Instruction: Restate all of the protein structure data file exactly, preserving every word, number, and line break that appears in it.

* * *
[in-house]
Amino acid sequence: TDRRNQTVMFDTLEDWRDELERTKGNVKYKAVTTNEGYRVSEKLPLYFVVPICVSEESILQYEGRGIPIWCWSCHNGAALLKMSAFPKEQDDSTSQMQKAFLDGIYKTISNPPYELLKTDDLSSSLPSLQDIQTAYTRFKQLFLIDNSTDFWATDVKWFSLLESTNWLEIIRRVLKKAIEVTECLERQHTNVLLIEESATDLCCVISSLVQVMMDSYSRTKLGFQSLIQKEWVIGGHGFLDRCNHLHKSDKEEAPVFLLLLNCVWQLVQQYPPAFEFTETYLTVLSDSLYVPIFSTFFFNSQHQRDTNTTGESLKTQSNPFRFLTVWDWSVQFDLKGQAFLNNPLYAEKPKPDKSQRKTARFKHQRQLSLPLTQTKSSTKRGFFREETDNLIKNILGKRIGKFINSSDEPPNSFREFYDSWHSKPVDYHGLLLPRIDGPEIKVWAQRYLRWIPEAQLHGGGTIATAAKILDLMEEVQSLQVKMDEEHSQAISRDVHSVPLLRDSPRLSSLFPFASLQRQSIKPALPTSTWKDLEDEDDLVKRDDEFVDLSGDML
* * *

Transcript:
[in-house]
Amino acid sequence: TDRRNQTVMFDTLEDWRDELERTKGNVKYKAVTTNEGYRVSEKLPLYFVVPICVSEESILQYEGRGIPIWCWSCHNGAALLKMSAFPKEQDDSTSQMQKAFLDGIYKTISNPPYELLKTDDLSSSLPSLQDIQTAYTRFKQLFLIDNSTDFWATDVKWFSLLESTNWLEIIRRVLKKAIEVTECLERQHTNVLLIEESATDLCCVISSLVQVMMDSYSRTKLGFQSLIQKEWVIGGHGFLDRCNHLHKSDKEEAPVFLLLLNCVWQLVQQYPPAFEFTETYLTVLSDSLYVPIFSTFFFNSQHQRDTNTTGESLKTQSNPFRFLTVWDWSVQFDLKGQAFLNNPLYAEKPKPDKSQRKTARFKHQRQLSLPLTQTKSSTKRGFFREETDNLIKNILGKRIGKFINSSDEPPNSFREFYDSWHSKPVDYHGLLLPRIDGPEIKVWAQRYLRWIPEAQLHGGGTIATAAKILDLMEEVQSLQVKMDEEHSQAISRDVHSVPLLRDSPRLSSLFPFASLQRQSIKPALPTSTWKDLEDEDDLVKRDDEFVDLSGDML